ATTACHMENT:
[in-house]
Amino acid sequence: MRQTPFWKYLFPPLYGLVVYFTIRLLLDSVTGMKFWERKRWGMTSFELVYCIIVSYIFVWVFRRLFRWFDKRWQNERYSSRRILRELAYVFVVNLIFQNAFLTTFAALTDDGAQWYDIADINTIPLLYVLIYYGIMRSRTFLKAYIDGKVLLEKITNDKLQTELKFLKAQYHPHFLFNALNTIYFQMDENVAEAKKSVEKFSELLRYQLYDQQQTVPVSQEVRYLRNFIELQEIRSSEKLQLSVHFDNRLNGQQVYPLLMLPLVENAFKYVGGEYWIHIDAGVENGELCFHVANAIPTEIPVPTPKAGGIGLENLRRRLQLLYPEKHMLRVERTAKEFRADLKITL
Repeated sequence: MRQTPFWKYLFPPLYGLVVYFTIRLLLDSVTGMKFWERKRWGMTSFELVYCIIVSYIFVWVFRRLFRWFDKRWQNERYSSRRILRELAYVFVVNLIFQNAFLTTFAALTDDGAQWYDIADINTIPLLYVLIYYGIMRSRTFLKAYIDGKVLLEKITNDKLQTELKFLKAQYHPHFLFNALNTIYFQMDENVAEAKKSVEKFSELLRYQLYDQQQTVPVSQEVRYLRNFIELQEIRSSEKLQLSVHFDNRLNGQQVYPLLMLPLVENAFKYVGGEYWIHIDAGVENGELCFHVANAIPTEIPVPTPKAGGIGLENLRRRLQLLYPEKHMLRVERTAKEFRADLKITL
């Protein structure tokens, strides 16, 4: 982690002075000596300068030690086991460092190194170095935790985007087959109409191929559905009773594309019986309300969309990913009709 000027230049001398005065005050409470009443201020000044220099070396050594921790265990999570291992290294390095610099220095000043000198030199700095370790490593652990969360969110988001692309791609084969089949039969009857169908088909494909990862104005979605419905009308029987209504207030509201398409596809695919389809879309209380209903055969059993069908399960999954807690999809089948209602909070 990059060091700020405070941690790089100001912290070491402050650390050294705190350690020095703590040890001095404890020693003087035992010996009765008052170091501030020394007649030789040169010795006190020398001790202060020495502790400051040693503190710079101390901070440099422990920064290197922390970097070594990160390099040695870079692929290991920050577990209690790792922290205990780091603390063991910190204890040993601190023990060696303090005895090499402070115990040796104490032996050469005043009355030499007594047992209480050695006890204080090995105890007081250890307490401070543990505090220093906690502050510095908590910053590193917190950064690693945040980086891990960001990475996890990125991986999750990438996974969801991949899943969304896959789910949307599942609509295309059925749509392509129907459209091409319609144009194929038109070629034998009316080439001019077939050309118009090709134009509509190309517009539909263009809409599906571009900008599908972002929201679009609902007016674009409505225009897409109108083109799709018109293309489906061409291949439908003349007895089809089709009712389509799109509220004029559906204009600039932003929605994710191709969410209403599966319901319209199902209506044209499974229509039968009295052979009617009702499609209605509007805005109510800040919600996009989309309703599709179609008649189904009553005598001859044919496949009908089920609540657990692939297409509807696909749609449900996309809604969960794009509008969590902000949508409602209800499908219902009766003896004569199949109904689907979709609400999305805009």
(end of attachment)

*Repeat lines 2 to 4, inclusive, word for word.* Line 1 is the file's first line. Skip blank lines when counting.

Amino acid sequence: MRQTPFWKYLFPPLYGLVVYFTIRLLLDSVTGMKFWERKRWGMTSFELVYCIIVSYIFVWVFRRLFRWFDKRWQNERYSSRRILRELAYVFVVNLIFQNAFLTTFAALTDDGAQWYDIADINTIPLLYVLIYYGIMRSRTFLKAYIDGKVLLEKITNDKLQTELKFLKAQYHPHFLFNALNTIYFQMDENVAEAKKSVEKFSELLRYQLYDQQQTVPVSQEVRYLRNFIELQEIRSSEKLQLSVHFDNRLNGQQVYPLLMLPLVENAFKYVGGEYWIHIDAGVENGELCFHVANAIPTEIPVPTPKAGGIGLENLRRRLQLLYPEKHMLRVERTAKEFRADLKITL
Repeated sequence: MRQTPFWKYLFPPLYGLVVYFTIRLLLDSVTGMKFWERKRWGMTSFELVYCIIVSYIFVWVFRRLFRWFDKRWQNERYSSRRILRELAYVFVVNLIFQNAFLTTFAALTDDGAQWYDIADINTIPLLYVLIYYGIMRSRTFLKAYIDGKVLLEKITNDKLQTELKFLKAQYHPHFLFNALNTIYFQMDENVAEAKKSVEKFSELLRYQLYDQQQTVPVSQEVRYLRNFIELQEIRSSEKLQLSVHFDNRLNGQQVYPLLMLPLVENAFKYVGGEYWIHIDAGVENGELCFHVANAIPTEIPVPTPKAGGIGLENLRRRLQLLYPEKHMLRVERTAKEFRADLKITL
């Protein structure tokens, strides 16, 4: 982690002075000596300068030690086991460092190194170095935790985007087959109409191929559905009773594309019986309300969309990913009709 000027230049001398005065005050409470009443201020000044220099070396050594921790265990999570291992290294390095610099220095000043000198030199700095370790490593652990969360969110988001692309791609084969089949039969009857169908088909494909990862104005979605419905009308029987209504207030509201398409596809695919389809879309209380209903055969059993069908399960999954807690999809089948209602909070 990059060091700020405070941690790089100001912290070491402050650390050294705190350690020095703590040890001095404890020693003087035992010996009765008052170091501030020394007649030789040169010795006190020398001790202060020495502790400051040693503190710079101390901070440099422990920064290197922390970097070594990160390099040695870079692929290991920050577990209690790792922290205990780091603390063991910190204890040993601190023990060696303090005895090499402070115990040796104490032996050469005043009355030499007594047992209480050695006890204080090995105890007081250890307490401070543990505090220093906690502050510095908590910053590193917190950064690693945040980086891990960001990475996890990125991986999750990438996974969801991949899943969304896959789910949307599942609509295309059925749509392509129907459209091409319609144009194929038109070629034998009316080439001019077939050309118009090709134009509509190309517009539909263009809409599906571009900008599908972002929201679009609902007016674009409505225009897409109108083109799709018109293309489906061409291949439908003349007895089809089709009712389509799109509220004029559906204009600039932003929605994710191709969410209403599966319901319209199902209506044209499974229509039968009295052979009617009702499609209605509007805005109510800040919600996009989309309703599709179609008649189904009553005598001859044919496949009908089920609540657990692939297409509807696909749609449900996309809604969960794009509008969590902000949508409602209800499908219902009766003896004569199949109904689907979709609400999305805009």